The efficacy of dupilumab for the treatment of atopic dermatitis (AD) found support in study data published in JAMA Dermatology. In a cohort study of patients with AD, self-reported disease control and quality of life were significantly improved at 12 months after dupilumab initiation.

The RELIEVE-AD study was a prospective, longitudinal cohort study which enrolled adults with AD from clinics throughout the United States. Data were collected from 2018 to 2020. Eligible patients completed online questionnaires at baseline and 1, 2, 3, 6, 9 and 12 months after dupilumab initiation. The questionnaires captured disease control using the Atopic Dermatitis Control Tool (ADCT). Patients were also asked to report their satisfaction with dupilumab treatment on a 7-point Likert scale. Sociodemographic and clinical characteristics were collected at baseline, including previous and concurrent treatment exposure. Disease control measures were compared between baseline and each follow-up timepoint.

A total of 699 patients initiated dupilumab, of whom 90.4% and 69.1% completed the follow-up survey at months 1 and 12, respectively. Among patients who completed the 12-month survey, mean age was 47.1 ± 15.2 years; 61.3% were women; 73.3% were White.


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Mean total ACDT score at baseline was 15.8 ± 5.4, which was reduced to 6.4 ± 5.0 at month 1 (P <.001). Further reductions relative to baseline were observed at each follow-up timepoint; at month 12, the mean score was 4.4 ± 4.9 (P <.001). The percentage of patients with adequate disease control (ADCT <7) increased from 5.9% at baseline to 77.4% at month 12 (P <.001).

Patient satisfaction with treatment was low at baseline (17.7%) but increased to 85.1% by month 12.

The most common reasons for dupilumab discontinuation were adverse events, lack of efficacy, and cost/insurance issues. Use of additional therapies, including topical and systemic corticosteroids, significantly decreased each month.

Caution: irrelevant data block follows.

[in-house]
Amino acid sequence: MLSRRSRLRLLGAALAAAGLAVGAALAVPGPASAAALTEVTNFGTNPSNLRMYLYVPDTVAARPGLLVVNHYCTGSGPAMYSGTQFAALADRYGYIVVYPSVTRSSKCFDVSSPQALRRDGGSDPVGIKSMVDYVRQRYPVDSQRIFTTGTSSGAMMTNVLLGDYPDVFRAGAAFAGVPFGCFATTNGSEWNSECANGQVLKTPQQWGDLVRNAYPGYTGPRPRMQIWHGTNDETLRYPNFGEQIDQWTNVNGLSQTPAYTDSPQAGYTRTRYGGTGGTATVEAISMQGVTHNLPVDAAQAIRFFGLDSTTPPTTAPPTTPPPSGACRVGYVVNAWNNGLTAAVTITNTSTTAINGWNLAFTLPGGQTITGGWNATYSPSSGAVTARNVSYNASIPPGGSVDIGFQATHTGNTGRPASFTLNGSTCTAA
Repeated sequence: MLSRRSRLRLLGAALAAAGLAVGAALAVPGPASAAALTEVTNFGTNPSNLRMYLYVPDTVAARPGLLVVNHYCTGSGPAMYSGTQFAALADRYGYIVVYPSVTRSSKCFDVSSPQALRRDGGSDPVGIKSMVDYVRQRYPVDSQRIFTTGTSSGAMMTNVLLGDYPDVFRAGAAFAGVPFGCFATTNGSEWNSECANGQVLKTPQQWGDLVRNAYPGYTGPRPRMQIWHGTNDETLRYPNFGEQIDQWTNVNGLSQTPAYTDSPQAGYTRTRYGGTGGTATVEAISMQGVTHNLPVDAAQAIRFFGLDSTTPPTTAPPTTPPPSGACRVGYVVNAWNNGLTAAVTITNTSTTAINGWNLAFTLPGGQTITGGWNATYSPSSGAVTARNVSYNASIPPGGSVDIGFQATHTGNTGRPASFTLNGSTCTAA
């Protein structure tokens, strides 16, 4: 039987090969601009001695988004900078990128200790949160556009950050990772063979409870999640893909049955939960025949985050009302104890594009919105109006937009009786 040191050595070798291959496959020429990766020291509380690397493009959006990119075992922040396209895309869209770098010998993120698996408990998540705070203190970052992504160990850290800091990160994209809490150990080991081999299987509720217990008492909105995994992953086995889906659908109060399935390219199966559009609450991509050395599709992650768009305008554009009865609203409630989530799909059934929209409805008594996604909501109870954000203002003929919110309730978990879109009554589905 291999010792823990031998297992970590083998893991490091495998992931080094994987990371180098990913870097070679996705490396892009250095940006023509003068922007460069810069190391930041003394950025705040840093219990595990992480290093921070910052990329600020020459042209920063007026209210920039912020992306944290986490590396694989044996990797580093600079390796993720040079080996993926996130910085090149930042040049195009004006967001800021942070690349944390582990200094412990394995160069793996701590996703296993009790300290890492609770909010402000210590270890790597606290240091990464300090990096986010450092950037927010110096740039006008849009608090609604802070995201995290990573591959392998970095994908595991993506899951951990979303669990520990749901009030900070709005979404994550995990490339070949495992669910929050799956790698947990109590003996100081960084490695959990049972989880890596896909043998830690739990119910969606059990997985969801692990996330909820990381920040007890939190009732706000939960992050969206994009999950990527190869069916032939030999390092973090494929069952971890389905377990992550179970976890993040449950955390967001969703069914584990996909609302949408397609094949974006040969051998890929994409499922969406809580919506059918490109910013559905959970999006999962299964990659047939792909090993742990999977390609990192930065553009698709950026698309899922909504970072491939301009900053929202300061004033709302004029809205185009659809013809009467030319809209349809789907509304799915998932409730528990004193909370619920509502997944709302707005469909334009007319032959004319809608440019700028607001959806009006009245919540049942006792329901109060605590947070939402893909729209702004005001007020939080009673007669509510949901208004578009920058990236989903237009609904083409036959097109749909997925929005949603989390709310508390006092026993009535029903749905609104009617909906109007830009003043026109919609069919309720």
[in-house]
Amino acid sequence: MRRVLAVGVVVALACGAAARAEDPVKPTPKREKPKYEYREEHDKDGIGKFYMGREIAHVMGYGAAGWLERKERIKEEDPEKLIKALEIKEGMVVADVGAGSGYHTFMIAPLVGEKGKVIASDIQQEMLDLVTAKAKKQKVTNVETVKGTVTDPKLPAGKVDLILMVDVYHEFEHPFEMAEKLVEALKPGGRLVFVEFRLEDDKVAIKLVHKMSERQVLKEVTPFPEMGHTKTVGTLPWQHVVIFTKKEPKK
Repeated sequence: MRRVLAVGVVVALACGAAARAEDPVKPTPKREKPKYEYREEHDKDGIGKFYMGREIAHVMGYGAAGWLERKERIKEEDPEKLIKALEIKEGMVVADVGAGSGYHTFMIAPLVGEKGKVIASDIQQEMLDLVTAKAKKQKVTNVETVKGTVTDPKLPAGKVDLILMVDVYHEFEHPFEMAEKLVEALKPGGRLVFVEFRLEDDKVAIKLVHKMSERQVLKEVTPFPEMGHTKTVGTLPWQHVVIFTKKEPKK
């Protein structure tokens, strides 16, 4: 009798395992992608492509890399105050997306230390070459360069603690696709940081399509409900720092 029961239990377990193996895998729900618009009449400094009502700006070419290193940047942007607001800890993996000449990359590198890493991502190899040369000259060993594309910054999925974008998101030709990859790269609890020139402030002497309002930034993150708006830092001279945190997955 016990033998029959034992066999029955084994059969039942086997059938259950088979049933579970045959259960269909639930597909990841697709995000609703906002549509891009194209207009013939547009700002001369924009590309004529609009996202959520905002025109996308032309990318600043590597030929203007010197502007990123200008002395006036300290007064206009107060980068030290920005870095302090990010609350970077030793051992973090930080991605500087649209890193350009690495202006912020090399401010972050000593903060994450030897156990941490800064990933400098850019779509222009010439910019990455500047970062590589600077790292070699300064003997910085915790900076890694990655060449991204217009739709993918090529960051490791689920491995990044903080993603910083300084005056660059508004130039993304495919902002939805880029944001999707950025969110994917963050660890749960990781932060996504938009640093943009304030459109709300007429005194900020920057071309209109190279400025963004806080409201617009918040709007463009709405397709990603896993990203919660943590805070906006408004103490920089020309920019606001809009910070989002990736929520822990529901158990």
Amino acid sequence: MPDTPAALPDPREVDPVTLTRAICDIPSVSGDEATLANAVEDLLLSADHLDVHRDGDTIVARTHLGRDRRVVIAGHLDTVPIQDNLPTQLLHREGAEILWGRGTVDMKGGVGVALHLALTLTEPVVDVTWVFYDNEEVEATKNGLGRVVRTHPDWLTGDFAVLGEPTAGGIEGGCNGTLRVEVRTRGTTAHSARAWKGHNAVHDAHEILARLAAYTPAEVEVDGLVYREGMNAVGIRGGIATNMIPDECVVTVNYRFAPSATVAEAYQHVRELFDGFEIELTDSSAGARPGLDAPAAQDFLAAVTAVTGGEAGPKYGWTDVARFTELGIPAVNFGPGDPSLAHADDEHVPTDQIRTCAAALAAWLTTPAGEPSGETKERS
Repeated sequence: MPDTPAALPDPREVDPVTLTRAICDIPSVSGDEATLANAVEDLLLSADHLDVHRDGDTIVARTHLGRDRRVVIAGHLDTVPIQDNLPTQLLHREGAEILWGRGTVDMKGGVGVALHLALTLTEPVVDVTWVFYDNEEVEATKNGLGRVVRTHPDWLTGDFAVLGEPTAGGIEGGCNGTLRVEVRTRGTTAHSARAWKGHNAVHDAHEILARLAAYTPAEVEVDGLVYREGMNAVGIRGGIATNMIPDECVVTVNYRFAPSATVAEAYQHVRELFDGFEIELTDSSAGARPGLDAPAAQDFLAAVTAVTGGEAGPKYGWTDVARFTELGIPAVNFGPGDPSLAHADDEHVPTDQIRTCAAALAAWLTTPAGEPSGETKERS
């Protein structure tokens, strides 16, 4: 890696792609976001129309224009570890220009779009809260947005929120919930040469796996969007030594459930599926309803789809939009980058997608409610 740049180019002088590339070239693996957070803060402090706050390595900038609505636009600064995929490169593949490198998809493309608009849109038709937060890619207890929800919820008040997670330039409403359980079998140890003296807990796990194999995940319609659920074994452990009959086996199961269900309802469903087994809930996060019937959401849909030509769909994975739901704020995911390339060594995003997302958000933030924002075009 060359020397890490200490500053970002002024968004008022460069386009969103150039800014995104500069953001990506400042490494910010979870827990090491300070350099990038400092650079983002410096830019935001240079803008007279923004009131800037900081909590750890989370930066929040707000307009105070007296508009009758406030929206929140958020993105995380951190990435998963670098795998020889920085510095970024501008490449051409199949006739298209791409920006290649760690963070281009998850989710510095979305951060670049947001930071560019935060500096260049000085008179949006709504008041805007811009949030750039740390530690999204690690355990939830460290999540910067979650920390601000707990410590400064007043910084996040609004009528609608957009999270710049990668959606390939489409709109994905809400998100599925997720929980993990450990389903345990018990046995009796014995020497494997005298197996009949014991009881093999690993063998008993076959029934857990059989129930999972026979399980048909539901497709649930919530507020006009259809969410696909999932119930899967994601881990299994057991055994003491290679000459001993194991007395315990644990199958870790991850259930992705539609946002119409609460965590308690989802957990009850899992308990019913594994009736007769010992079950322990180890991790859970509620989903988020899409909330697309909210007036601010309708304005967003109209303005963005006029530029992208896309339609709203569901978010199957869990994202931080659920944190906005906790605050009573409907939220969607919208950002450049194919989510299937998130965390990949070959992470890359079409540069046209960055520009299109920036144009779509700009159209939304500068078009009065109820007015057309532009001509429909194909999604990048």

During follow-up, patients consistently reported improvements in sleep duration and quality, health-related quality of life, and daily activities compared with baseline. Results were consistent with primary analyses after multiple imputation for missing data.

These data suggest to the investigators that dupilumab is an adequate means of controlling disease in patients with AD. Symptom reduction began at month 1 after initiation and continued during 12 months of follow-up. The majority of patients were highly satisfied with dupilumab treatment. As study limitations, investigators cited the absence of a control group; further study may be necessary to better explore the long-term efficacy of dupilumab.

“[Our] results are consistent with those observed in clinical trials and expand on the sustained benefits that may be expected with dupilumab over the course of long-term treatment,” investigators wrote.

Disclosure: This research was supported Sanofi and Regeneron Pharmaceuticals, Inc. Please see the original reference for a full list of disclosures

Reference

Strober B, Mallya UG, Yang M, et al. Treatment outcomes associated with dupilumab use in patients with atopic dermatitis: 1-year results from the RELIEVE-AD study. JAMA Dermatol. Published online December 15, 2021. doi:10.1001/jamadermatol.2021.4778